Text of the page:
Beware The New Dog Whistle Of The Birth Rate Drop

by Katy Hartnett

flickr/marty hadding

The American birth rate is going down, which could mean problems for the economy. But don’t let conservatives blame it on women.

Study after study has shown that when women make more than men, women generally don’t want to marry them. And maybe they should want to marry them, but they don’t. Over big populations this causes a drop in marriage, a spike in out-of-wedlock births and all the familiar disasters that inevitably follow. More drug and alcohol abuse, higher incarceration rates, fewer families formed in the next generation.
Tucker Carlson

My first thought when I saw this quote pop up on Twitter was “Tucker Carlson said something shitty, that tracks.” That’s Tucker Carlson’s job; to say nonsense in a way that sounds reasonable. I don’t give Carlson too much thought. He’s a conspiracy grifter who learned how to tie a Windsor knot after losing his job at CNN on account of being intellectually bested by a puppet. But, because he can string sentences together with grammatical (if not factual) clarity, he gets to be on TV and treated as a “serious thinker.”. His recent series “War on Men” a vapid monument to meninist insecurity of which he is an architect, has mostly been laughed off, and rightly so. But part of his remarks last week sent a chill down my spine: he tied the rise of women in power to the socioeconomic fear around population drops. And I thought to myself “it’s coming.”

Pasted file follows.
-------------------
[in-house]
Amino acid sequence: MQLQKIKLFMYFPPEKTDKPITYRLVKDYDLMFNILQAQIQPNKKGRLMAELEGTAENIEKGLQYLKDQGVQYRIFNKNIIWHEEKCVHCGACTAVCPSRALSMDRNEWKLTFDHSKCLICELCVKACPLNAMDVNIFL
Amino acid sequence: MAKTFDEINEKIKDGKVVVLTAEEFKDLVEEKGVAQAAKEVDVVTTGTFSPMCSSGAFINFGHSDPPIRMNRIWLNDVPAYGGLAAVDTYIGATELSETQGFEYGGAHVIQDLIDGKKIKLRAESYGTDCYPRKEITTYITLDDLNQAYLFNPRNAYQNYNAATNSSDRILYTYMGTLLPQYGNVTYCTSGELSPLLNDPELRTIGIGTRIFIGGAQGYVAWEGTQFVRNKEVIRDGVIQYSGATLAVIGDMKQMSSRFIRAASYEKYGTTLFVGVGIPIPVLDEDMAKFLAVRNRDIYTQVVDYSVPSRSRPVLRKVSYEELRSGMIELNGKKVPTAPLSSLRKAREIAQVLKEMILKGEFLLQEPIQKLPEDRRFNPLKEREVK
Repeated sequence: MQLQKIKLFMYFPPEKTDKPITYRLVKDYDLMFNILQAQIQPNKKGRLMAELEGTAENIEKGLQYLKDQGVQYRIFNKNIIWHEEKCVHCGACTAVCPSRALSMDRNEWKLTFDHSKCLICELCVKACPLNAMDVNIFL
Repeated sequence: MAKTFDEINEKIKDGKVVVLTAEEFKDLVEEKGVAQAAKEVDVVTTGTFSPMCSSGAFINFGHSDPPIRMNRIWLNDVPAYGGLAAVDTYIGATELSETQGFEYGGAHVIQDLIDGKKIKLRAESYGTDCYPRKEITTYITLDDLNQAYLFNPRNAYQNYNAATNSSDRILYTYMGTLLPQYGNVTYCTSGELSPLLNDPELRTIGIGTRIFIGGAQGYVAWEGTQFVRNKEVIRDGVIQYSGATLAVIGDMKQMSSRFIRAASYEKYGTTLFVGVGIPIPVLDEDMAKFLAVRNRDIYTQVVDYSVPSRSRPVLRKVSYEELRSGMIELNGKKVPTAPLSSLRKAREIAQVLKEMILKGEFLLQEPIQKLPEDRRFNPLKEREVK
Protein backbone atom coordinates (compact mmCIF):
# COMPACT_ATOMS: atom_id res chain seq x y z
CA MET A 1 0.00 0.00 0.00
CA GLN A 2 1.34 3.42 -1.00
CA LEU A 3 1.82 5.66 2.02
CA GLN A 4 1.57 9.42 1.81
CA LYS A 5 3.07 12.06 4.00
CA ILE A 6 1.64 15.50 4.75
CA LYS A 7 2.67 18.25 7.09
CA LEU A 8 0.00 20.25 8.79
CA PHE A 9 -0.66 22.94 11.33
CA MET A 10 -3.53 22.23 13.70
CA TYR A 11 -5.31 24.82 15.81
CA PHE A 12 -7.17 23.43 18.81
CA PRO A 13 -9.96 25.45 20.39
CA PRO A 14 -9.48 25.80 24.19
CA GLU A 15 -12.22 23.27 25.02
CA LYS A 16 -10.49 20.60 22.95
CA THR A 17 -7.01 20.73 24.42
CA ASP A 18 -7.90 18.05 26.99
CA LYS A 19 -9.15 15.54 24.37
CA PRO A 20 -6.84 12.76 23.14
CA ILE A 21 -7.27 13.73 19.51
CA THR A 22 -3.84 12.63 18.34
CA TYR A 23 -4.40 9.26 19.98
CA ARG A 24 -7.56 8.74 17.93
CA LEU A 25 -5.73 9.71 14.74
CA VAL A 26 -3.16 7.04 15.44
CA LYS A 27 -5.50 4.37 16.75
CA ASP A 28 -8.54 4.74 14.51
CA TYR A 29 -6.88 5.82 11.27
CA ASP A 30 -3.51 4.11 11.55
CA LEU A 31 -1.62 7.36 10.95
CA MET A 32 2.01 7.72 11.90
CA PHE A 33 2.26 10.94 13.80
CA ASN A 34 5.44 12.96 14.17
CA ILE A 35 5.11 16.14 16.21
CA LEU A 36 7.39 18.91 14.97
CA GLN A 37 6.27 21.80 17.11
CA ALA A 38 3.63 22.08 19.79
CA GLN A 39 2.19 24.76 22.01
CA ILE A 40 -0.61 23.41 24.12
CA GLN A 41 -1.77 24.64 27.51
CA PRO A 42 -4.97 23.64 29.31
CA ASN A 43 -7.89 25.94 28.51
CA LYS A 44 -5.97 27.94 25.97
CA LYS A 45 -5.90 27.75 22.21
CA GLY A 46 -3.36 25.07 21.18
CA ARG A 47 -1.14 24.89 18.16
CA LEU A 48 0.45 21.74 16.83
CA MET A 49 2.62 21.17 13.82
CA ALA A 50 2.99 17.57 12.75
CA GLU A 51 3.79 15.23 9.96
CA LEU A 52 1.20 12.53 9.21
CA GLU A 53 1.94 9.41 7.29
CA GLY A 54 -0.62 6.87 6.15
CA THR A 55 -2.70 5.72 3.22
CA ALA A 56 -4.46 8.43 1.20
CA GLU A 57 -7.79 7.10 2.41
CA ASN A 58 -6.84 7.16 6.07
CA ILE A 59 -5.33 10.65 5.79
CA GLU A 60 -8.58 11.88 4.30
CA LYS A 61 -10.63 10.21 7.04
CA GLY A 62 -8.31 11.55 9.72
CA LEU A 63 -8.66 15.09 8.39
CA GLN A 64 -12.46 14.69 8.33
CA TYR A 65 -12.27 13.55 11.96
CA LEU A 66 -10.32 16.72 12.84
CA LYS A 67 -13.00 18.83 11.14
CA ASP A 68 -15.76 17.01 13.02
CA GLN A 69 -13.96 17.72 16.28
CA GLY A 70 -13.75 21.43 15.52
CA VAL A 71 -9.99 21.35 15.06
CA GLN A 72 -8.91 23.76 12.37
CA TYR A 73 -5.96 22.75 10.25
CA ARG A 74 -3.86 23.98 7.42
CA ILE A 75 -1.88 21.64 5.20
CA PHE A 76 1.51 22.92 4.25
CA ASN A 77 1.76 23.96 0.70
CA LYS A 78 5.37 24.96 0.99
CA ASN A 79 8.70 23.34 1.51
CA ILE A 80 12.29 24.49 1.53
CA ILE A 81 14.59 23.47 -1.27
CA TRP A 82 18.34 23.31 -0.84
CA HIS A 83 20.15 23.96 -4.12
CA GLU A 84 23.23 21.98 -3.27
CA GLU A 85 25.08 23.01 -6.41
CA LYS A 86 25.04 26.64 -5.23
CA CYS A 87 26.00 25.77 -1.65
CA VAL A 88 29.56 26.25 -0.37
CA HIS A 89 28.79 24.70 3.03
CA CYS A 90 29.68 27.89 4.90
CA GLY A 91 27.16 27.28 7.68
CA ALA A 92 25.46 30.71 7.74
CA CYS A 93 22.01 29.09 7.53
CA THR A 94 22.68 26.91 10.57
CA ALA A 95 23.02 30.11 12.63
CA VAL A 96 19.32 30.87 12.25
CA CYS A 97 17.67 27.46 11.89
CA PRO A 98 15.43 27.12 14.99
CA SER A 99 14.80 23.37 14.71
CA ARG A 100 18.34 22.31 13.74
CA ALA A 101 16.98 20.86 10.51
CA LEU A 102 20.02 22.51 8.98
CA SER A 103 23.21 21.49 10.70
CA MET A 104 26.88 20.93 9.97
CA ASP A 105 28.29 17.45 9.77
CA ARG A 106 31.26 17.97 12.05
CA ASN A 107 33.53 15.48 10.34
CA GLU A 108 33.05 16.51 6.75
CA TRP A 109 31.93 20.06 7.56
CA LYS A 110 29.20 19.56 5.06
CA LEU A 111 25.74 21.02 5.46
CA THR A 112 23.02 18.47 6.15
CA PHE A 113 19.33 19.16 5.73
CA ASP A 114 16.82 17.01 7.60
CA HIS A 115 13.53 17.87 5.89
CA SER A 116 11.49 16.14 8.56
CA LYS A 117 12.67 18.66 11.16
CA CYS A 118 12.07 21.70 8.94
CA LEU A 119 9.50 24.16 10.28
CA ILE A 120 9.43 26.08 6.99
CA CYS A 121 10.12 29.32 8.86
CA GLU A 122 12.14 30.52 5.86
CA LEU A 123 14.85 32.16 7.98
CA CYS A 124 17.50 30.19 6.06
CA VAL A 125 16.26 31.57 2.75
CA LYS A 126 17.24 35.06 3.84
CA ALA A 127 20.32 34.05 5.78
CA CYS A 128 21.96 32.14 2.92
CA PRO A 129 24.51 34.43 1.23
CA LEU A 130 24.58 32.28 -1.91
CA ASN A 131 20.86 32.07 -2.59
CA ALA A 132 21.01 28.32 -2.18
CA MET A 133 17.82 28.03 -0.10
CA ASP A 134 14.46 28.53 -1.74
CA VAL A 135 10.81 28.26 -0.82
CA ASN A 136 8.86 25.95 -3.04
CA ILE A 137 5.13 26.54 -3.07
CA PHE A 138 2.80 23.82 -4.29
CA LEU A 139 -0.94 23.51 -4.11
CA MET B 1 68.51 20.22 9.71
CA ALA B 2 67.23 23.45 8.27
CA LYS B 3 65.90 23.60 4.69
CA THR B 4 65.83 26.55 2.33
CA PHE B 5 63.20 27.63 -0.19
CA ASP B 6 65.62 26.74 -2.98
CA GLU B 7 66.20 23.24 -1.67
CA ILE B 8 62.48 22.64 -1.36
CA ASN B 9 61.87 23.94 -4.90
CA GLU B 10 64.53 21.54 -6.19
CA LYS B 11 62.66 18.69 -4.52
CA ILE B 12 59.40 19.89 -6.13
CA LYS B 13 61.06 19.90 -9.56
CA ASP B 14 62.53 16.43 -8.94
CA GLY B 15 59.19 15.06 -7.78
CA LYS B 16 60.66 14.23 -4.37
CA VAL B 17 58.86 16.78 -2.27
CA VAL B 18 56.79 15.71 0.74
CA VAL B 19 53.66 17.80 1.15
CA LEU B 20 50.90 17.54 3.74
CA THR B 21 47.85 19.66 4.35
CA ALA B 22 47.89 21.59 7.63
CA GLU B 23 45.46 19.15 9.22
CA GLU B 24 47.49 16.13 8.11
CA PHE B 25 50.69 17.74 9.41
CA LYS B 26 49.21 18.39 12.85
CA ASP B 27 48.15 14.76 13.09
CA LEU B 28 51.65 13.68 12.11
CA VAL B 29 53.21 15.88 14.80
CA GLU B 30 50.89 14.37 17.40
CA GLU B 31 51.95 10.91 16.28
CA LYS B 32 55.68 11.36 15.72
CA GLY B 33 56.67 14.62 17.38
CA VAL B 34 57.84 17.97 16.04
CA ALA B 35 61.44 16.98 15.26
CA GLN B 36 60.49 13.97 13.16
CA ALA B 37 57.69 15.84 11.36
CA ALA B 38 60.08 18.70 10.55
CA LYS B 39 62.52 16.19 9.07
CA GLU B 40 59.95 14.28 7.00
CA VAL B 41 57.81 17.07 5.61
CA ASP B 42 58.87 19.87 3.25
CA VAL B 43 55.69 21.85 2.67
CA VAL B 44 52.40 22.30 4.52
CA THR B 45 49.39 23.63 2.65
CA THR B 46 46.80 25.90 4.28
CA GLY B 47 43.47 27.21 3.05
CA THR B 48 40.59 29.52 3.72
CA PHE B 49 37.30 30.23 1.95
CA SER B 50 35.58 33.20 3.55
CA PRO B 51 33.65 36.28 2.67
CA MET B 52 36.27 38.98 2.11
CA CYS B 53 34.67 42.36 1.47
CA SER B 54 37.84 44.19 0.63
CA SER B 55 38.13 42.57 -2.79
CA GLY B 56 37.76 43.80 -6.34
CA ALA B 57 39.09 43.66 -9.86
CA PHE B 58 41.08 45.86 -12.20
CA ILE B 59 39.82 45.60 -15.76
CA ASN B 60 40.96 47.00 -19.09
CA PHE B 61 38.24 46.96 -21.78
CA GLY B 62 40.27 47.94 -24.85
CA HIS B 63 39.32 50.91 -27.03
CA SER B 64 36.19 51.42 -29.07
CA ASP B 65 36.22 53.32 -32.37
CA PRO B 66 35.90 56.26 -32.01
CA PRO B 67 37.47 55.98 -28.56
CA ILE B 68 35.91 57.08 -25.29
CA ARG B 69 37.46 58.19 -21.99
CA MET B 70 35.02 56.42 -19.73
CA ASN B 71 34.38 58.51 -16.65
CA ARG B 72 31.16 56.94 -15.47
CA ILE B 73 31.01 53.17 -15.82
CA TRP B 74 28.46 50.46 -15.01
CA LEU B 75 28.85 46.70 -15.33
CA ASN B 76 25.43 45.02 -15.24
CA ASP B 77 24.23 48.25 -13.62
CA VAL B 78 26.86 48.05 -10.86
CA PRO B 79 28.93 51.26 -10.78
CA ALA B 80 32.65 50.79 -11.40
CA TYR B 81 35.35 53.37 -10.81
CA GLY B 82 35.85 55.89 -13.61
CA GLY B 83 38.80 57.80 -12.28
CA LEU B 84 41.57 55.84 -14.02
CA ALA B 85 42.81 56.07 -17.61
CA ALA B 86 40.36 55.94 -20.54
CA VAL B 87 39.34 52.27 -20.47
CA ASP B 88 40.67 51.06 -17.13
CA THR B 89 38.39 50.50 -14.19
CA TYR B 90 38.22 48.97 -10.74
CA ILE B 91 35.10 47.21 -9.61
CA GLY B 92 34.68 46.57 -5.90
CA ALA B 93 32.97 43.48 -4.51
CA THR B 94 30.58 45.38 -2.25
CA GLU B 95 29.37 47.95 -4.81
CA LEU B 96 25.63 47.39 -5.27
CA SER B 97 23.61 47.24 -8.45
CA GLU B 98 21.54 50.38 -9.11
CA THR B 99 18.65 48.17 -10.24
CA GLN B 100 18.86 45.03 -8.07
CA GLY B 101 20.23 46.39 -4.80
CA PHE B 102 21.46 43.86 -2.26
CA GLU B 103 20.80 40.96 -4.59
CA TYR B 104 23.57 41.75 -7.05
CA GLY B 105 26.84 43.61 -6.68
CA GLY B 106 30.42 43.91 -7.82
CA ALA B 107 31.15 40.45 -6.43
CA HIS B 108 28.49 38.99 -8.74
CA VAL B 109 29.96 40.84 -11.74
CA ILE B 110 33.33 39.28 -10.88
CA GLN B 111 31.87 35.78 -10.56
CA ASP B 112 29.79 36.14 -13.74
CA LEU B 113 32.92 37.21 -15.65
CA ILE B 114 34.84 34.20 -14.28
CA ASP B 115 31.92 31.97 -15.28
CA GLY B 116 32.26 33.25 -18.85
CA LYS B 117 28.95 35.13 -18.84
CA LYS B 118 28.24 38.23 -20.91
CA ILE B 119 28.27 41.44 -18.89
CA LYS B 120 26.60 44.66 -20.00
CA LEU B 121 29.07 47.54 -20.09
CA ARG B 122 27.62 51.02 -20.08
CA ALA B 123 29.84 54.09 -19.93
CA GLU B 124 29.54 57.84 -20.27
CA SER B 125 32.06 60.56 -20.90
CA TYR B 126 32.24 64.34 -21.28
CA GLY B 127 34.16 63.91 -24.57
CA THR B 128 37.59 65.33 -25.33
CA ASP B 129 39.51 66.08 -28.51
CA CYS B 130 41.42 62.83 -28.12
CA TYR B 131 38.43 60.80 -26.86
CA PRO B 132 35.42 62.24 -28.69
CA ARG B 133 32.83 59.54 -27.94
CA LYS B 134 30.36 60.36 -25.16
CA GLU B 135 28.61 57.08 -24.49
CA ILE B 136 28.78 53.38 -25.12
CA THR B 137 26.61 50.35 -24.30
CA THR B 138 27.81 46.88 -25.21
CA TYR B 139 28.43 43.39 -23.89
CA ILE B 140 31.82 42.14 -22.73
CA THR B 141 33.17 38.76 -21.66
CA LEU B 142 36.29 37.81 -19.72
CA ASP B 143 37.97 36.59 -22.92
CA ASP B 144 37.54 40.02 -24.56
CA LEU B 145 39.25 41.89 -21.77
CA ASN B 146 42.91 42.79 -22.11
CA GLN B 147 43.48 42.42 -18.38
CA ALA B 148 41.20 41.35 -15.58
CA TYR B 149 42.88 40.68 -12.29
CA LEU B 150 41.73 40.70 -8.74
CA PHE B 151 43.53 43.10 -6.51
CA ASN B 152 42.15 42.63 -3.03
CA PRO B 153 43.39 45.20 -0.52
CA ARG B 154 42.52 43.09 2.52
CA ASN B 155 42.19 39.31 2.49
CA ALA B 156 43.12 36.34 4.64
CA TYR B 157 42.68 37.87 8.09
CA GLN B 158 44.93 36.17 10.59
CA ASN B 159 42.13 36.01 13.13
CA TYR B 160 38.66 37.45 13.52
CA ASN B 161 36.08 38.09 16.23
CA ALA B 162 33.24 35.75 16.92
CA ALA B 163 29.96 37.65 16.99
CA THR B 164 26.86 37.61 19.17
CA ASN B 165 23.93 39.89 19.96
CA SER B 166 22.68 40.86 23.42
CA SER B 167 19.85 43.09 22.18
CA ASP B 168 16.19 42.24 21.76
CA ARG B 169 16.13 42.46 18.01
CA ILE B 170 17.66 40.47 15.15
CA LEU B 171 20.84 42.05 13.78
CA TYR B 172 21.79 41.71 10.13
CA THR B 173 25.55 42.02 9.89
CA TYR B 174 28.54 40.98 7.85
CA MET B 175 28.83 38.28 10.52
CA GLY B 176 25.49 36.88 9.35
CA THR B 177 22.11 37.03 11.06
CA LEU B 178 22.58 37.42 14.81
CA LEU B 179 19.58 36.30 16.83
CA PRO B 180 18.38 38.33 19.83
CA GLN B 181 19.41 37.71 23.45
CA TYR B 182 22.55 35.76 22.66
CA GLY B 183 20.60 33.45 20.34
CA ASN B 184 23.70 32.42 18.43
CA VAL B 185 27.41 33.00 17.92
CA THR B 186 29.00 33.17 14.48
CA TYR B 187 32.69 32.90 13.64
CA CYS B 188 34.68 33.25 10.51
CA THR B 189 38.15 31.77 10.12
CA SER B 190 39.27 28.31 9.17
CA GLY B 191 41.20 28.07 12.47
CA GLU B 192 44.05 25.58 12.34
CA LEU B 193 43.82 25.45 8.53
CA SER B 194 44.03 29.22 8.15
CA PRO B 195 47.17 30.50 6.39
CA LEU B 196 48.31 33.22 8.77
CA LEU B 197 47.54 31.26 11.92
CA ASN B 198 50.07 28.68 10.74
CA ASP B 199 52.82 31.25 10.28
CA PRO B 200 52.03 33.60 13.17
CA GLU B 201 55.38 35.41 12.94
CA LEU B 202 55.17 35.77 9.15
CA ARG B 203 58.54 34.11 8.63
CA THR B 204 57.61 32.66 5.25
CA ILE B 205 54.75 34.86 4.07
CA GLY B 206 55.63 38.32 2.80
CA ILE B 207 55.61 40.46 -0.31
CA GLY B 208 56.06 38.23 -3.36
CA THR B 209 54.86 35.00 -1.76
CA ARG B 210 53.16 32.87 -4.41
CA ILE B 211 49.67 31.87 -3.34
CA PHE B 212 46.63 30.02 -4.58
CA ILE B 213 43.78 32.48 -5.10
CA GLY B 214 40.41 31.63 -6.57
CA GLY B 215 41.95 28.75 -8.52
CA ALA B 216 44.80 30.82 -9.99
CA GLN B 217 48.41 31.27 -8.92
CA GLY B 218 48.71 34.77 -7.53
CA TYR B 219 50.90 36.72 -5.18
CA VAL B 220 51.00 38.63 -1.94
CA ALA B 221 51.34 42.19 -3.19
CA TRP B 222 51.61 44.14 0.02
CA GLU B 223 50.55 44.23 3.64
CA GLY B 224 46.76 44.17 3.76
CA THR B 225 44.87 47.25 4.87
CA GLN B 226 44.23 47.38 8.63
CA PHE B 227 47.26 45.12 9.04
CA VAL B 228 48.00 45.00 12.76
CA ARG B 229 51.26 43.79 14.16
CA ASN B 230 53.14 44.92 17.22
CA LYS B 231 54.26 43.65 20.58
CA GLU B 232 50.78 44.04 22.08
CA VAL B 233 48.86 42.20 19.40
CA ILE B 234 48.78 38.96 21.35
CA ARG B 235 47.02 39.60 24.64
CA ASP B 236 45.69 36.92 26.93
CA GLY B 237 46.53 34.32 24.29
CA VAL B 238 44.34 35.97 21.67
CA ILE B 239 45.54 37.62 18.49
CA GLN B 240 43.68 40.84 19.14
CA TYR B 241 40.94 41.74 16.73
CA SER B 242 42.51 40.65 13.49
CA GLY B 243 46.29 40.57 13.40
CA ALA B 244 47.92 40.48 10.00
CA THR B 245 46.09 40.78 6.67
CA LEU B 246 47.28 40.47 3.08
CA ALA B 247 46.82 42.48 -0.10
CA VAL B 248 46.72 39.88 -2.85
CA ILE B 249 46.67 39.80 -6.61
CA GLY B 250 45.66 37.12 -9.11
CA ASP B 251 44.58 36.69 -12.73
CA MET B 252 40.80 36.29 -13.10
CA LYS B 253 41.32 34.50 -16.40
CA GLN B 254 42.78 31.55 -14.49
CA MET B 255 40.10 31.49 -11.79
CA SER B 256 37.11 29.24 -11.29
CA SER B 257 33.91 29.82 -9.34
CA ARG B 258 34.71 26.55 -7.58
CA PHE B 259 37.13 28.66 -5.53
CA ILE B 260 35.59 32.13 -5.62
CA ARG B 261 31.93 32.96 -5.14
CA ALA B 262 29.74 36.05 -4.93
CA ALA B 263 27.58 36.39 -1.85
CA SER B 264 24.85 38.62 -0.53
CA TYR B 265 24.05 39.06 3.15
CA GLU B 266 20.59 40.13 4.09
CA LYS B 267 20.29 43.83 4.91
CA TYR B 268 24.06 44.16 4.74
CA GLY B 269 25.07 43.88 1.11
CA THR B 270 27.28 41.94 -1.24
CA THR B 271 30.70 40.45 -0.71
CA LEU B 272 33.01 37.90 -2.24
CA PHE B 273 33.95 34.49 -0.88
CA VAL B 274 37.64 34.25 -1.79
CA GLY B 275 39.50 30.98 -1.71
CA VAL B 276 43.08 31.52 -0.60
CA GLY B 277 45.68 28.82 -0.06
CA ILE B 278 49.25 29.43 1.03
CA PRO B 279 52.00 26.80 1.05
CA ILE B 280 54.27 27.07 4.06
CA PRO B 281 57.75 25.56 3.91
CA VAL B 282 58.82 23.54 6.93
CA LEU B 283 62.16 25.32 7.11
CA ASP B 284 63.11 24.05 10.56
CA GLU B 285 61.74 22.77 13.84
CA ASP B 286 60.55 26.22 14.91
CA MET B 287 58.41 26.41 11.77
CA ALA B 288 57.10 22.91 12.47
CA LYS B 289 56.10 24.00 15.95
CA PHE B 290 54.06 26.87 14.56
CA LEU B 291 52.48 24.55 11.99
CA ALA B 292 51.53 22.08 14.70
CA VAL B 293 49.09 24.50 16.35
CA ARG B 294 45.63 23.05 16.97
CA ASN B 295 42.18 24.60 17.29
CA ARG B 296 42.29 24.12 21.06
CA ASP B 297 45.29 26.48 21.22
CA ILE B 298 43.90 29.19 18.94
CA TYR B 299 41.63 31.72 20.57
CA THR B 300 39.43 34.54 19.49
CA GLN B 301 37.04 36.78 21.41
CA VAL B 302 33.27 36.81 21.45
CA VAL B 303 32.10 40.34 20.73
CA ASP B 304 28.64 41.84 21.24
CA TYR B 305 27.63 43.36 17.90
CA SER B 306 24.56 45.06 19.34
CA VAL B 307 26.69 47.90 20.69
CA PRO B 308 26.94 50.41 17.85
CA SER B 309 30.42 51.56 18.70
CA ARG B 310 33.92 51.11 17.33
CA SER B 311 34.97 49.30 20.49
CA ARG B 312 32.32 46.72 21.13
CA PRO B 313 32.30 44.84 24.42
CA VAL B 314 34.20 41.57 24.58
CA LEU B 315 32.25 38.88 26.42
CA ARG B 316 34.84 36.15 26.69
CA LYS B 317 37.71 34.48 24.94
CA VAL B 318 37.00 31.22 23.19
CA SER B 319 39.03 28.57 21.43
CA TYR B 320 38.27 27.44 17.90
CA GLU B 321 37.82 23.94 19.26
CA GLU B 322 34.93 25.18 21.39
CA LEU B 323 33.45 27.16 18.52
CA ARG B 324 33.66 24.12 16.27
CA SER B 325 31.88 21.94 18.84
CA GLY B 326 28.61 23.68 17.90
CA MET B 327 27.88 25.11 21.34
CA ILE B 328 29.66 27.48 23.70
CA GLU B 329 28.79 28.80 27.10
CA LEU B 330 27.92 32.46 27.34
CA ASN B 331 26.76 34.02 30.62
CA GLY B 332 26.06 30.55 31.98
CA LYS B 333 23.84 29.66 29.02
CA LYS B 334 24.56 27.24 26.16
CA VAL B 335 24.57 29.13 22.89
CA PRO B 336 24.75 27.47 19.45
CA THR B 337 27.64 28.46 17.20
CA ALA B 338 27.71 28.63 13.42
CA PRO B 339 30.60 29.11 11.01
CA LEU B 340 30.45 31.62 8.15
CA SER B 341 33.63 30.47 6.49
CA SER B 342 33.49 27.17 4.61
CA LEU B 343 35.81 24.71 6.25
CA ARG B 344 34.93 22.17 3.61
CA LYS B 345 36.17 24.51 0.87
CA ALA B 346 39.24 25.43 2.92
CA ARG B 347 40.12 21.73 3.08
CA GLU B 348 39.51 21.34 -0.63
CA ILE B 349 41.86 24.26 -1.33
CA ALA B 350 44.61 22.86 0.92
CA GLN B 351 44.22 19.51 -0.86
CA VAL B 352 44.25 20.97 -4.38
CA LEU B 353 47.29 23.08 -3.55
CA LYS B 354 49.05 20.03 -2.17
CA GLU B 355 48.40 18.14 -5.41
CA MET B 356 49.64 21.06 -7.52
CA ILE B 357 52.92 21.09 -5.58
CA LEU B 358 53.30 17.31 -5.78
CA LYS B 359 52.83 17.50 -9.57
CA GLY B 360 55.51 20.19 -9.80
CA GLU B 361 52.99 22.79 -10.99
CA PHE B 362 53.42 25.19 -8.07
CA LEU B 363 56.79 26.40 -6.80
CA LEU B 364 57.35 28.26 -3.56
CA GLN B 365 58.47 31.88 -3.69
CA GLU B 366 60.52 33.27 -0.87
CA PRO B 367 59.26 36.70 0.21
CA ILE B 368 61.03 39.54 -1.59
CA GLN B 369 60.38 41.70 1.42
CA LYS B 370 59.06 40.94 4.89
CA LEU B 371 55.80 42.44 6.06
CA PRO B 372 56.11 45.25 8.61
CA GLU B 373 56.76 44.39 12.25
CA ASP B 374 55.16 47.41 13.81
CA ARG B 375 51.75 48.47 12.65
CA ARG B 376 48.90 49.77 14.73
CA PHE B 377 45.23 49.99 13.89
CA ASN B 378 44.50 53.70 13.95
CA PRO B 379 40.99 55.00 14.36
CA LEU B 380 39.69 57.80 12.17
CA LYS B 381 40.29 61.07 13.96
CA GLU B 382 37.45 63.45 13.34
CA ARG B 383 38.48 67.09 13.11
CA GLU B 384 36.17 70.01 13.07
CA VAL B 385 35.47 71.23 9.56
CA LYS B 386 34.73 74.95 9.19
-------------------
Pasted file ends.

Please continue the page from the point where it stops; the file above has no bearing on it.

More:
How do you know when a lie is going to get traction? If you told me at the beginning of Barack Obama’s presidency that three years later there would still be media coverage about whether or not he was born in the United States, I wouldn’t have believed you. Why? Because it was a stupid, racist, theory devoid of fact. I was naive to social pendulum swings that follow a shift in power ownership, and the lies that drive them.

This has been a pretty good year for women, insomuch that life in a hellscape can be good. There are more women in positions of power than ever before. Conversations are happening between women and between men and women, realistic conversations about what a society built on the pillars of patriarchy and white supremacy does to a culture. And while it’s been uplifting and encouraging, I’ve kept my eye out for the pendulum swing, nervous about missing it before it hits me squarely in the jaw.

How do you know when a lie is going to get traction?

It hasn’t been easy for those looking for a way to push back against women (well at least not as easy as it has traditionally been). Yes, Brett Kavanaugh was confirmed to the Supreme Court, but the support for Dr. Blasey Ford and outrage surrounding his confirmation was overwhelming. The amplification of angry voices from women across the country, united in their exasperation with patriarchal dictates, was visceral. Collective anger begets organized and energized movements, and action follows.